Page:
In February 2023, Spain became the first European country to guarantee “menstrual leave” for workers, joining several countries, mostly in East Asia, that have long done so. It has also become increasingly common for companies to offer paid time off to menstruators as a discretionary benefit. Reports on these developments are almost always accompanied by criticism from self-identified feminists voicing concern that the policies will spur discrimination against women or reinforce stereotypes about menstruators as incapable workers. This echoes earlier arguments over maternity leave.
In their groundbreaking book, Menstruation Matters, Bridget Crawford and Emily Waldman expose myriad ways in which workplaces can be inhospitable to menstruators, and they offer an extremely helpful introduction to the debate over menstrual leave. This Essay builds on their analysis to take a deeper dive into the issue. It argues that there are alternatives to leave that could address many of these problems without triggering the same concerns of backlash. These include effective enforcement of existing laws and regulations relating to restroom access, break time, and workplace accommodations for various health needs. Additionally, employers can provide free menstrual products in workplace restrooms to allows workers to handle periods with dignity—even when they start unexpectedly—and help destigmatize menstruation.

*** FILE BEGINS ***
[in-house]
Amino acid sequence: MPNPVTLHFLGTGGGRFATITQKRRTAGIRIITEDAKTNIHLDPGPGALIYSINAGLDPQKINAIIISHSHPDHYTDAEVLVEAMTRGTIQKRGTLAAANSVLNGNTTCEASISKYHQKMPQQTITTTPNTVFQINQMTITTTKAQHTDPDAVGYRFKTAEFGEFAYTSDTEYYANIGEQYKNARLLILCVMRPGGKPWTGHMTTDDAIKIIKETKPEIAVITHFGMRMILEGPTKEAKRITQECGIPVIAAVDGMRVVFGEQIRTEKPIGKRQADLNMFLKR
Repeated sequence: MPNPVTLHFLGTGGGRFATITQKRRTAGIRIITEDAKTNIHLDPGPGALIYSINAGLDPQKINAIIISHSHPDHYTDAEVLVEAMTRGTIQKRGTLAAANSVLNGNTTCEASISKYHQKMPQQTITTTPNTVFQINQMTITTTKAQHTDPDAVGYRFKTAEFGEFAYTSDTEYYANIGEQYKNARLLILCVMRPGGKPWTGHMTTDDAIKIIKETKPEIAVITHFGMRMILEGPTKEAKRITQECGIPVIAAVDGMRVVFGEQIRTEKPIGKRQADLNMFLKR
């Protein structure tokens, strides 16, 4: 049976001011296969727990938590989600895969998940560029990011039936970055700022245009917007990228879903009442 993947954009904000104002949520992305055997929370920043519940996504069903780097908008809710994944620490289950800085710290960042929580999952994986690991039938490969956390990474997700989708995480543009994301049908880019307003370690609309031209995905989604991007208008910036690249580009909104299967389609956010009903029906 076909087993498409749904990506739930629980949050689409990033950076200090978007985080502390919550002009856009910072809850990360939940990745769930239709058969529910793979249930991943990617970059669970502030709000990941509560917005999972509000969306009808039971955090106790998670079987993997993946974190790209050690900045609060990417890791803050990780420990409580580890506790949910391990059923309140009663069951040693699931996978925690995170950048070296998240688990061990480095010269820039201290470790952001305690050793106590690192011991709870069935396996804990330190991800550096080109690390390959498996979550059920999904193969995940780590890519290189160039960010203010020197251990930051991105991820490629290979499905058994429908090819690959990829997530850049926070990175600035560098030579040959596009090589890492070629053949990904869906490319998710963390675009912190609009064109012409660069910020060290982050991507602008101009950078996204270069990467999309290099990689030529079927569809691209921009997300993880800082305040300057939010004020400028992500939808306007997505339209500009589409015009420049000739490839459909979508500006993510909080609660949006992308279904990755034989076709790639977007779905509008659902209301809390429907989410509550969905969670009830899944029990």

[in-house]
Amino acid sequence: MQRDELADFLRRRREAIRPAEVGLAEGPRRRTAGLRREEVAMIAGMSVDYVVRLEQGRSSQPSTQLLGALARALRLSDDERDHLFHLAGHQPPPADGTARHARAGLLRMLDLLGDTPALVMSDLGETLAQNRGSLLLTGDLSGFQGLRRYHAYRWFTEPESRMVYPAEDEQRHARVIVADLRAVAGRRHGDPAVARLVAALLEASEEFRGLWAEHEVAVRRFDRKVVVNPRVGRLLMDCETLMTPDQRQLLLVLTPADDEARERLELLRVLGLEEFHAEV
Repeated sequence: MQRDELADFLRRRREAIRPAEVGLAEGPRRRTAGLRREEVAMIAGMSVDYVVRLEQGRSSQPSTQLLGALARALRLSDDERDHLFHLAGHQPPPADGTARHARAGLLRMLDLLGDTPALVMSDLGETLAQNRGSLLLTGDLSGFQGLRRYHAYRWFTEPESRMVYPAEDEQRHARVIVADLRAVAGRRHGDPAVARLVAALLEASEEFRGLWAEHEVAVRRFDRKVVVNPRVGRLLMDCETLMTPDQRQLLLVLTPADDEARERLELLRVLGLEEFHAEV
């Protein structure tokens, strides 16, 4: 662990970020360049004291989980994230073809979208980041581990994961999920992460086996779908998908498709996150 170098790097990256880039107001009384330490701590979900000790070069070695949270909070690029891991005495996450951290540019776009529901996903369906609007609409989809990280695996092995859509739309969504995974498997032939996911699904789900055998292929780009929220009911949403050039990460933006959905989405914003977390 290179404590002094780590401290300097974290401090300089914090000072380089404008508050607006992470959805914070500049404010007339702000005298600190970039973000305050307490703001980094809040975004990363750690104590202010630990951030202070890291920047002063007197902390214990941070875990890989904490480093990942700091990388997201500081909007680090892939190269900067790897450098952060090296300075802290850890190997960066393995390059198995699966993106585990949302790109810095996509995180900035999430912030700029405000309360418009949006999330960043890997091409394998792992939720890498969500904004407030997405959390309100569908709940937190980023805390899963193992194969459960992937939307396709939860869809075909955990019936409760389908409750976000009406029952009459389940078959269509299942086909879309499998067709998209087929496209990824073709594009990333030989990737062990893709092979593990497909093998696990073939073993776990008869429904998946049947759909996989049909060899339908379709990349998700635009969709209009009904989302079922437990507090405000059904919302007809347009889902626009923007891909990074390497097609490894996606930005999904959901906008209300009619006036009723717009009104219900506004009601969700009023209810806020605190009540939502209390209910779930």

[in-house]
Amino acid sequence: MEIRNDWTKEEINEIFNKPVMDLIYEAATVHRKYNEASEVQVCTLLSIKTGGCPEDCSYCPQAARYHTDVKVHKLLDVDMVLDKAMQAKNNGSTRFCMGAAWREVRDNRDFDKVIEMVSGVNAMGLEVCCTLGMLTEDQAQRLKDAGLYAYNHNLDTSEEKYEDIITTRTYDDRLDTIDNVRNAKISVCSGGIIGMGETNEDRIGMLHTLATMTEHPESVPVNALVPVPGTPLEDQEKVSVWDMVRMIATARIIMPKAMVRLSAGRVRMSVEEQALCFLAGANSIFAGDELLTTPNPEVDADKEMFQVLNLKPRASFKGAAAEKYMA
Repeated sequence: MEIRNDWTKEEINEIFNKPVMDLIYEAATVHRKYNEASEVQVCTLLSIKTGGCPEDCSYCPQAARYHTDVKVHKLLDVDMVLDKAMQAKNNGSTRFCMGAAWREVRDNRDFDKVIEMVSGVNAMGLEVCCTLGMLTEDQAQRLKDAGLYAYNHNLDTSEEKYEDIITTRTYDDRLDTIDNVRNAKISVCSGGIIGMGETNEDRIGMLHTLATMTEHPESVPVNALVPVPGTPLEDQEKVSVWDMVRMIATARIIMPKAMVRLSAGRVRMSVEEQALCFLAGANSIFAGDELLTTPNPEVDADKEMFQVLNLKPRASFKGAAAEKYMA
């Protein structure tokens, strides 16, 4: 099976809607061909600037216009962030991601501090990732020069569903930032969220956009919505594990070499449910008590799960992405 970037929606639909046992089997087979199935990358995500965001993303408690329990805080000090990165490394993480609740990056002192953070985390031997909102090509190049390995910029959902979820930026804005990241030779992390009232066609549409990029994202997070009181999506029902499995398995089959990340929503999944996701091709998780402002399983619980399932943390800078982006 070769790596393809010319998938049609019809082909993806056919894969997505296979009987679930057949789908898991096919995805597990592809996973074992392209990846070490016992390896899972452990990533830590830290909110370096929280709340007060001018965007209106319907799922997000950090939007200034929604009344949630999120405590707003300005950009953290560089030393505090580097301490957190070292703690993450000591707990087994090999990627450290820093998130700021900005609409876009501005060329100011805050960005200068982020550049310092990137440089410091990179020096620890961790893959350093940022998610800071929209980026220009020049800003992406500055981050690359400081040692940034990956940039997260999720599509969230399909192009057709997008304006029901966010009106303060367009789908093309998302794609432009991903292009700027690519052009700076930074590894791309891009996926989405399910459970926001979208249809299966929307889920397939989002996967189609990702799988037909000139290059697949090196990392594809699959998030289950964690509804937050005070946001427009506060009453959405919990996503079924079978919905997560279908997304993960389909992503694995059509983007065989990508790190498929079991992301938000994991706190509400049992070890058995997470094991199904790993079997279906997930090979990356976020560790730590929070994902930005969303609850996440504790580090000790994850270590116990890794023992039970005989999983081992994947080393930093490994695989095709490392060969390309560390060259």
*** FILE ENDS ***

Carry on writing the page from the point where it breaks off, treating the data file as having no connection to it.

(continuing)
Even if these practices become routine, some menstruators might need to miss work when experiencing severe menstrual symptoms. The Essay suggests that rather than seeking menstrual-specific leave, advocates might join forces with the burgeoning campaign to guarantee adequate paid sick days for all workers. Menstruation is not an illness, but most such laws are written broadly enough to meet menstruators’ needs. This universal approach, designed to support a broader swath of workers, would probably be easier to pass politically, and it would be far less likely to result in workplace discrimination against menstruators.